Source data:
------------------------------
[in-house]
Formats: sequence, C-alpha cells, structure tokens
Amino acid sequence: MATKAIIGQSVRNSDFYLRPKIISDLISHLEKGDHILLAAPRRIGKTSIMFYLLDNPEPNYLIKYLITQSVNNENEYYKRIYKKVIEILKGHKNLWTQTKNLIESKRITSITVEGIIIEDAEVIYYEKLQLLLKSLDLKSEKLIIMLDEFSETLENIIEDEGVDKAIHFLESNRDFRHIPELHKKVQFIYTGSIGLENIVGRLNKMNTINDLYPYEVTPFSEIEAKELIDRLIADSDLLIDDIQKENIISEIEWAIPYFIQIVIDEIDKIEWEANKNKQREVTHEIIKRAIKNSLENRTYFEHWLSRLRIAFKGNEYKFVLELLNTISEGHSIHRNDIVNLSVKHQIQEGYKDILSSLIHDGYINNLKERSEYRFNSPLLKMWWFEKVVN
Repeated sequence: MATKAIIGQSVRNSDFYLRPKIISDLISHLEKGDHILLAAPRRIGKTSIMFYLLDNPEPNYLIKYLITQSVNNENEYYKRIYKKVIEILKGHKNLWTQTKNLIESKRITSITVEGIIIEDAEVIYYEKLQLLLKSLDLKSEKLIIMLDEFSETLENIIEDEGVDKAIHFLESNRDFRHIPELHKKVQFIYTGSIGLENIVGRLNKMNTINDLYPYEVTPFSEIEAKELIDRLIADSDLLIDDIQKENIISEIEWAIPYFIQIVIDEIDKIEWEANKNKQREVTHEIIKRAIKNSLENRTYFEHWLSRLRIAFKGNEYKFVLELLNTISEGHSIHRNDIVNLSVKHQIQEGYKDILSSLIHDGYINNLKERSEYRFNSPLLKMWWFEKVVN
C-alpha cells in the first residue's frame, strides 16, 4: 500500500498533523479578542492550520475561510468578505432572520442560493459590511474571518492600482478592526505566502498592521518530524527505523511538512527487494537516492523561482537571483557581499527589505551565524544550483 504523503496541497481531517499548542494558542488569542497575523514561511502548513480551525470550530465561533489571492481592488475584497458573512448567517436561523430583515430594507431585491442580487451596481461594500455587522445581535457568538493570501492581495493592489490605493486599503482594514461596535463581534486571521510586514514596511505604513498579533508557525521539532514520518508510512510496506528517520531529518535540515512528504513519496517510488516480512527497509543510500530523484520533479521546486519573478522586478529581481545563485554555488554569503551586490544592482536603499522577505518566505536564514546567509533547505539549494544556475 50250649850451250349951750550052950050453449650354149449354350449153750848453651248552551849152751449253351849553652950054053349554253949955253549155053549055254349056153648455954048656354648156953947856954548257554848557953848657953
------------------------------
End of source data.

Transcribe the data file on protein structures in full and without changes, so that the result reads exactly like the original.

[in-house]
Formats: sequence, C-alpha cells, structure tokens
Amino acid sequence: MATKAIIGQSVRNSDFYLRPKIISDLISHLEKGDHILLAAPRRIGKTSIMFYLLDNPEPNYLIKYLITQSVNNENEYYKRIYKKVIEILKGHKNLWTQTKNLIESKRITSITVEGIIIEDAEVIYYEKLQLLLKSLDLKSEKLIIMLDEFSETLENIIEDEGVDKAIHFLESNRDFRHIPELHKKVQFIYTGSIGLENIVGRLNKMNTINDLYPYEVTPFSEIEAKELIDRLIADSDLLIDDIQKENIISEIEWAIPYFIQIVIDEIDKIEWEANKNKQREVTHEIIKRAIKNSLENRTYFEHWLSRLRIAFKGNEYKFVLELLNTISEGHSIHRNDIVNLSVKHQIQEGYKDILSSLIHDGYINNLKERSEYRFNSPLLKMWWFEKVVN
Repeated sequence: MATKAIIGQSVRNSDFYLRPKIISDLISHLEKGDHILLAAPRRIGKTSIMFYLLDNPEPNYLIKYLITQSVNNENEYYKRIYKKVIEILKGHKNLWTQTKNLIESKRITSITVEGIIIEDAEVIYYEKLQLLLKSLDLKSEKLIIMLDEFSETLENIIEDEGVDKAIHFLESNRDFRHIPELHKKVQFIYTGSIGLENIVGRLNKMNTINDLYPYEVTPFSEIEAKELIDRLIADSDLLIDDIQKENIISEIEWAIPYFIQIVIDEIDKIEWEANKNKQREVTHEIIKRAIKNSLENRTYFEHWLSRLRIAFKGNEYKFVLELLNTISEGHSIHRNDIVNLSVKHQIQEGYKDILSSLIHDGYINNLKERSEYRFNSPLLKMWWFEKVVN
C-alpha cells in the first residue's frame, strides 16, 4: 500500500498533523479578542492550520475561510468578505432572520442560493459590511474571518492600482478592526505566502498592521518530524527505523511538512527487494537516492523561482537571483557581499527589505551565524544550483 504523503496541497481531517499548542494558542488569542497575523514561511502548513480551525470550530465561533489571492481592488475584497458573512448567517436561523430583515430594507431585491442580487451596481461594500455587522445581535457568538493570501492581495493592489490605493486599503482594514461596535463581534486571521510586514514596511505604513498579533508557525521539532514520518508510512510496506528517520531529518535540515512528504513519496517510488516480512527497509543510500530523484520533479521546486519573478522586478529581481545563485554555488554569503551586490544592482536603499522577505518566505536564514546567509533547505539549494544556475 50250649850451250349951750550052950050453449650354149449354350449153750848453651248552551849152751449253351849553652950054053349554253949955253549155053549055254349056153648455954048656354648156953947856954548257554848557953848657953